Lando Manning’s latest offering, “Sugar in the Sun,” is a refreshing and introspective journey into the world of acid-tinged folk. Manning, a South-Londoner with a penchant for crafting unique musical landscapes, has once again graced our ears with his remarkable talent. This track, which he imagined during a trip through Central America, marks a significant step in his musical evolution.
At its heart, “Sugar in the Sun” delivers a poignant message about embracing our vulnerabilities and imperfections. Manning poignantly reminds us that the pursuit of unattainable perfection can be as damaging as staring at the sun for too long. Instead, he encourages listeners to recognize their innate qualities and find fulfillment in the present moment. This message is beautifully woven into the fabric of the song, inviting us to reflect on the freedom and comfort that come from fully revealing ourselves to others.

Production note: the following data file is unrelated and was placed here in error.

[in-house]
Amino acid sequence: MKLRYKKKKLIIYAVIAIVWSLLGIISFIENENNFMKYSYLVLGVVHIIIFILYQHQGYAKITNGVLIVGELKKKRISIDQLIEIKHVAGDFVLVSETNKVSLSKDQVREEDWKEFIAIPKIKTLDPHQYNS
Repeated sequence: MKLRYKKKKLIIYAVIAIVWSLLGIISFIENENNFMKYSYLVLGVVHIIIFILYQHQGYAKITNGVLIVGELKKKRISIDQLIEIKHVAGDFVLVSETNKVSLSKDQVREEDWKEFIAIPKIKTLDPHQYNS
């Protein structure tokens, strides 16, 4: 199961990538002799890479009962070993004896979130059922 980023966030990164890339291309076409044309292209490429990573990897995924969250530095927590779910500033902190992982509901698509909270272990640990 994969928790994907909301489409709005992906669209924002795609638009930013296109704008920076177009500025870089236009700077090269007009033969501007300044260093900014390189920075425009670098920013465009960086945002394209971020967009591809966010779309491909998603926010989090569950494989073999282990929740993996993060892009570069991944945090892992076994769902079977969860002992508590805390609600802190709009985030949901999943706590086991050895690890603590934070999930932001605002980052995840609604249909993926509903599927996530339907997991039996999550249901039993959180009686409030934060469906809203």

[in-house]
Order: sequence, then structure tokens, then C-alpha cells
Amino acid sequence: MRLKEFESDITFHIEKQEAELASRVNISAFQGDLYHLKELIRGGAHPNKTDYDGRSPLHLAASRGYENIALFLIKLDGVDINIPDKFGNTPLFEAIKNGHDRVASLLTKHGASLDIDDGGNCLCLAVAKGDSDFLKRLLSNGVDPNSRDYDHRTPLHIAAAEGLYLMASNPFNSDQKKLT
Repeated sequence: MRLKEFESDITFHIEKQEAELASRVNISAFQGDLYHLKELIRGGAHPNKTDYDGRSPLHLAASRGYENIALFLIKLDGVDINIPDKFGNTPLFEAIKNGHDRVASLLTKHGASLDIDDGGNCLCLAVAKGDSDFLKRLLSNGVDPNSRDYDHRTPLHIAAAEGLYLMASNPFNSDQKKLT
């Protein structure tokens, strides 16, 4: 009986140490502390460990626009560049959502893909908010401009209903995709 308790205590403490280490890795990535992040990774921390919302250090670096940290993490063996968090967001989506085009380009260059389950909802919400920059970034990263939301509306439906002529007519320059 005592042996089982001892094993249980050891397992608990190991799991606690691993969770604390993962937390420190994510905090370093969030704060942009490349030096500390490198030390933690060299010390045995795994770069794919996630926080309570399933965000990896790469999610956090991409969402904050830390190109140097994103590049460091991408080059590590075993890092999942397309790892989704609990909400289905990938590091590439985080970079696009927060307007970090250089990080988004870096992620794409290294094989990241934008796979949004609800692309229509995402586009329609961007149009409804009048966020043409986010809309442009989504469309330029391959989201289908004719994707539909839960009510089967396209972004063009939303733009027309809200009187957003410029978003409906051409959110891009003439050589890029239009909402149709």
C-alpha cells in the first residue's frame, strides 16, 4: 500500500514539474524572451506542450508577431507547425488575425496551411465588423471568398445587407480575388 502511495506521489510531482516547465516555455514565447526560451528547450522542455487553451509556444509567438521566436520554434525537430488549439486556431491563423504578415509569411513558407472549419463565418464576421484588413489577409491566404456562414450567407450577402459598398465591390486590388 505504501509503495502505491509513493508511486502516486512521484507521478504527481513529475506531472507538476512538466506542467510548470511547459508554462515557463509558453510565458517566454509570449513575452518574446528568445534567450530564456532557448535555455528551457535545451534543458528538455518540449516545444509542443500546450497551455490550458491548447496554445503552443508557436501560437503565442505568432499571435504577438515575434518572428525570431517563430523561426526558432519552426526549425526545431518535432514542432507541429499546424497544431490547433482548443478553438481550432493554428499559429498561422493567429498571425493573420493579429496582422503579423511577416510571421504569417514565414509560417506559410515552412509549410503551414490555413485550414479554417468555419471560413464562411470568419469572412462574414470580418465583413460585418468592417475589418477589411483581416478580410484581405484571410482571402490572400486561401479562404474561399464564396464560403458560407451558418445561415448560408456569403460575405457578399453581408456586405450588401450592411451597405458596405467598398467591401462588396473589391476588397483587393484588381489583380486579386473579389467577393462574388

The musical arrangement in “Sugar in the Sun” is a delightful fusion of psych-folk influences, drawing inspiration from trailblazers like Mark Fry and Linda Perhacs. However, Manning also incorporates elements from Japanese ambient pioneer Hiroshi Yoshimura’s work, notably “Music for Nine Postcards.” This influence is evident in the meticulous production, where Manning artfully strips away excess layers until only the essential elements—vocals, guitar, and ambient field recordings—remain, creating a mesmerizing sonic landscape.
In “Sugar in the Sun,” Lando Manning weaves together his diverse influences and experiences into a compelling and emotionally resonant piece of art. It’s a testament to his growth as a musician and producer, and it beckons listeners to reflect on their own journeys of self-discovery.
Review By: Diana Reed